Stoke-on-Trent family backs campaign calling for fund to help families of children and young people with cancer with travel costs

A Stoke-on-Trent family who spent thousands on petrol taking their teenage daughter to hospital for vital treatment after doctors discovered a brain tumour is calling on the Government to do more to help other families struggling financially.

Stoke-on-Trent family backs campaign calling for fund to help families of children and young people with cancer with travel costs

Emma and Shaun Gilchrist, 41 and 45, and their daughter Lita Ruskin Gilchrist, 17, are backing a campaign by charity CLIC Sargent after new research, released for September’s Childhood Cancer Awareness Month, found that children with cancer are having to travel twice as far, and spend twice as much, on getting to and from hospital than adults(1). On average, families of children and young people with cancer face a round trip of 60 miles to get to hospital for treatment, adding up to at least £180 a month in petrol costs(2). 

Now CLIC Sargent is urging the Government to set up a Young Cancer Patient Travel Fund to help thousands of families afford to get to hospital and back for vital cancer treatment.

Lita was 13-years-old when she was diagnosed with a brain tumour in July 2014.

Lita’s brain tumour went undiagnosed for around six months after her symptoms were initially dismissed. By the time she was diagnosed, the tumour was 10 centimetres long and 8 centimetres wide.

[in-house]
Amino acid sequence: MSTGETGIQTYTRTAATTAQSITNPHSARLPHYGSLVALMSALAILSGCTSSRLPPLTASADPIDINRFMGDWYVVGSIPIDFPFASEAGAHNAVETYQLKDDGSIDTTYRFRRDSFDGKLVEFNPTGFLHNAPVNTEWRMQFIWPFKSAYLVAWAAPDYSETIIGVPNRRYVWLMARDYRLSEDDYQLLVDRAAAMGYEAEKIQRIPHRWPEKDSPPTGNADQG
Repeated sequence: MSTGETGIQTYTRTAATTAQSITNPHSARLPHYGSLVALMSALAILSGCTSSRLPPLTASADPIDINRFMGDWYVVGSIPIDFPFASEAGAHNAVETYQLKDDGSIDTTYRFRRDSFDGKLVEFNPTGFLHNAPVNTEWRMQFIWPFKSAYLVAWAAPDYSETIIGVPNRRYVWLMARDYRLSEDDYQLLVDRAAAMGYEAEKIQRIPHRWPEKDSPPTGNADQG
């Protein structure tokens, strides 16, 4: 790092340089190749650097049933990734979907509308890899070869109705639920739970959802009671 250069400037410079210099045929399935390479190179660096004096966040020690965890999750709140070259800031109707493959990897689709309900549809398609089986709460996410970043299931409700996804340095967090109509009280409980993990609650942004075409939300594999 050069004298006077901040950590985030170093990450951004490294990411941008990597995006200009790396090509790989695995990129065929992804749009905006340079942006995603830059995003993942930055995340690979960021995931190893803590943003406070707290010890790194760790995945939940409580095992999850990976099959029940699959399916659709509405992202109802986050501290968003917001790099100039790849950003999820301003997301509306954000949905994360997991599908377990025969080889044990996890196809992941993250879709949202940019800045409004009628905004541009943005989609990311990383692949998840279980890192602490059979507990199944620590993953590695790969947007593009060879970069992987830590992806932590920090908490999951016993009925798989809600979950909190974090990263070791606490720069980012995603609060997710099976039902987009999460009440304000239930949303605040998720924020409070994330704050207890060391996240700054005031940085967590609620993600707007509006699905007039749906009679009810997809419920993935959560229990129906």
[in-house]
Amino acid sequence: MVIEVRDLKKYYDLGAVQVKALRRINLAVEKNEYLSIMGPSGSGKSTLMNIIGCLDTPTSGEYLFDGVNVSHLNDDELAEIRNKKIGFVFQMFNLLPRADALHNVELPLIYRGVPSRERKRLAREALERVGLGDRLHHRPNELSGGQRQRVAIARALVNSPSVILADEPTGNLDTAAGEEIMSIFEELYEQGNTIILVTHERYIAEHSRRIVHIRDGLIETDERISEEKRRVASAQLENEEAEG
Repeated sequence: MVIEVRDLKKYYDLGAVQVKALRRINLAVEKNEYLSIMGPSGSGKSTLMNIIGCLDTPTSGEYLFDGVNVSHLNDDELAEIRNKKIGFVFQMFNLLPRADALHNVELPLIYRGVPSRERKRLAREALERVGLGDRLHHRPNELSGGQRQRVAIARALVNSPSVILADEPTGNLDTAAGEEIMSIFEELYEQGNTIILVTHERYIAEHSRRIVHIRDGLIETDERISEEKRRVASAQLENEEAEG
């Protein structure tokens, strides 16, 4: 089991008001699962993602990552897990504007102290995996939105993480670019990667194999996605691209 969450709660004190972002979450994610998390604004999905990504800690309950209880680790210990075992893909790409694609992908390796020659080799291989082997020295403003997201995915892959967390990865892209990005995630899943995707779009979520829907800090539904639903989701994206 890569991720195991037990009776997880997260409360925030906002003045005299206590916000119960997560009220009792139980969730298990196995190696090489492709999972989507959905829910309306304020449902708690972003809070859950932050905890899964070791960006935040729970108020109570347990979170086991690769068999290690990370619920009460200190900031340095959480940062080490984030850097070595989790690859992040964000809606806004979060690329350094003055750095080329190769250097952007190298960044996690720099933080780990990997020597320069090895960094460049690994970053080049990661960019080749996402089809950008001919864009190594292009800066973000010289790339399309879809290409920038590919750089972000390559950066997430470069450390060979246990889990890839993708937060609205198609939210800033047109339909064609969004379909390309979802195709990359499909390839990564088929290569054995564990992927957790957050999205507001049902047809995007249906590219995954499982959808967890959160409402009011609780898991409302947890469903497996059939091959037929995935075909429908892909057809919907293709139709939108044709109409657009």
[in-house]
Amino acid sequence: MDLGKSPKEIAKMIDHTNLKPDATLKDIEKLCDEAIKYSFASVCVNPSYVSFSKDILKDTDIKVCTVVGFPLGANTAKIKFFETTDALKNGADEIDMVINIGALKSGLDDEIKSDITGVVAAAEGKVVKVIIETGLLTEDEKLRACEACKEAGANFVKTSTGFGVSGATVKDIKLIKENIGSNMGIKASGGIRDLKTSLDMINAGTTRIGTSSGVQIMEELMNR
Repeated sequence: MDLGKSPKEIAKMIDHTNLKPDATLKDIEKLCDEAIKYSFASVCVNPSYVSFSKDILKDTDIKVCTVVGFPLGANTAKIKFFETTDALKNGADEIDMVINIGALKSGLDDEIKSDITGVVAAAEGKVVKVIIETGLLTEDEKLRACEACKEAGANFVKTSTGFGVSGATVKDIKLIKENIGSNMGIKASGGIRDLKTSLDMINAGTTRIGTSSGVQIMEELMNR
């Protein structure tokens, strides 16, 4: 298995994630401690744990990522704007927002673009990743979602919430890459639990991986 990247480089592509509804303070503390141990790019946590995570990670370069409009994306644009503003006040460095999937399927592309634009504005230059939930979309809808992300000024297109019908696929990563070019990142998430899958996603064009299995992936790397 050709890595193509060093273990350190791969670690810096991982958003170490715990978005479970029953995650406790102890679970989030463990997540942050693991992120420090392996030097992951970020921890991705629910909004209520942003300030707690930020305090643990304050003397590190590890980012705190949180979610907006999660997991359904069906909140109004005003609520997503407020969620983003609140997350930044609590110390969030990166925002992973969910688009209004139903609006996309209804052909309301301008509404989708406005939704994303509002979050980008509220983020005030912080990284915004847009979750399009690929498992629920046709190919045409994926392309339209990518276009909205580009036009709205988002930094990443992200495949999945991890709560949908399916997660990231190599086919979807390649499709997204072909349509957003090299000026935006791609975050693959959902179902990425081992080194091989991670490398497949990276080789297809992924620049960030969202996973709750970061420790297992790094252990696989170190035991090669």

The family was transferred to Alder Hey Children's Hospital in Liverpool – a 120 mile round-trip from the family home – to begin treatment. Lita underwent 18hours of surgery on her brain, later followed by one on her sinus cavity. 

During the first year of Lita’s treatment, the family made more than 50 trips to Alder Hey, spending around £30 in petrol each time. The family also faced a daily car parking charge of £2 per day, before a new system was brought in and saw charges jump to £6 per day. 

After Lita received the all-clear, the family travelled back and forwards for regular check-ups and scans.

Sadly, in early 2018 the family discovered that Lita’s tumour had grown back and she had to undergo a further three operations. Last month, Lita began a course of radiotherapy which sees her travel in patient transport to Liverpool daily to receive her treatment. 

“When we found out about Lita’s diagnosis it was horrific. We were transferred straight to Alder Hey and couldn’t really process what was going on. 

“The extra travel costs from travelling up to Liverpool and Shaun driving each time have put an additional strain on us as a family. I’ve had to give up months and months of work, which only adds to the financial strain.

"Shaun's company continued to pay him in his absence, but he's been going in at 4am every day since we got home from Lita's surgery in May to make up the hours.

“We were fortunate in a way to have some savings that could be used, although if treatment continues after radiotherapy we could suffer much more of a financial impact.

“It’s affected every aspect of our lives. Lita is strong and brave though; she’s coped amazingly with everything that has been thrown at her.” 

Because of the nature of childhood cancer, different cancer types require specialist treatment - which is only available at a small number of specialist treatment centres across the UK. That often means families have to travel around the UK to get to treatment – one family is currently travelling over 800 miles to get to the specialist treatment centre.